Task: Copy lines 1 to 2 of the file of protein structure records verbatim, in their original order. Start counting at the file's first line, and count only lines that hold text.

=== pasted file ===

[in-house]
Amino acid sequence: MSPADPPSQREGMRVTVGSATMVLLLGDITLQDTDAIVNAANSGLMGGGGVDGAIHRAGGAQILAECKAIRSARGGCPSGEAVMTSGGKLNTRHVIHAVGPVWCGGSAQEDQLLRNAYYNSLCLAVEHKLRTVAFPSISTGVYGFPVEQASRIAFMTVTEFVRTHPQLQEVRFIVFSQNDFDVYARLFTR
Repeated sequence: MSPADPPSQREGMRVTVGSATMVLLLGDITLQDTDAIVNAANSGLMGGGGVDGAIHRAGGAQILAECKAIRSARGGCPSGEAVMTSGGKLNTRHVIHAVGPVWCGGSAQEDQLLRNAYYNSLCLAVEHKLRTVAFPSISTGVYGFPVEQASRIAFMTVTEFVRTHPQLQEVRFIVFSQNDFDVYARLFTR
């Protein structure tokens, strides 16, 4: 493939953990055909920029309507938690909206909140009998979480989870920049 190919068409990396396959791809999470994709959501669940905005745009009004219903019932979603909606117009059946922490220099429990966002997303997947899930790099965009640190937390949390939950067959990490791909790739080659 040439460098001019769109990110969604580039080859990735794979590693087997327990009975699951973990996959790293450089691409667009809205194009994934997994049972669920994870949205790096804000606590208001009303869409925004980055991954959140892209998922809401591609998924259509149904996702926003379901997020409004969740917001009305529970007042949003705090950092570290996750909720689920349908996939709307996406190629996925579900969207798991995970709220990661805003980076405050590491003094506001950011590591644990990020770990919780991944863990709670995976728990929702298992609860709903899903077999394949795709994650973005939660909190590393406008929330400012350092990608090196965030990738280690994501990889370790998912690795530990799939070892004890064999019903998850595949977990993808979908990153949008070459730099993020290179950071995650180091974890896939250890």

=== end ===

[in-house]
Amino acid sequence: MSPADPPSQREGMRVTVGSATMVLLLGDITLQDTDAIVNAANSGLMGGGGVDGAIHRAGGAQILAECKAIRSARGGCPSGEAVMTSGGKLNTRHVIHAVGPVWCGGSAQEDQLLRNAYYNSLCLAVEHKLRTVAFPSISTGVYGFPVEQASRIAFMTVTEFVRTHPQLQEVRFIVFSQNDFDVYARLFTR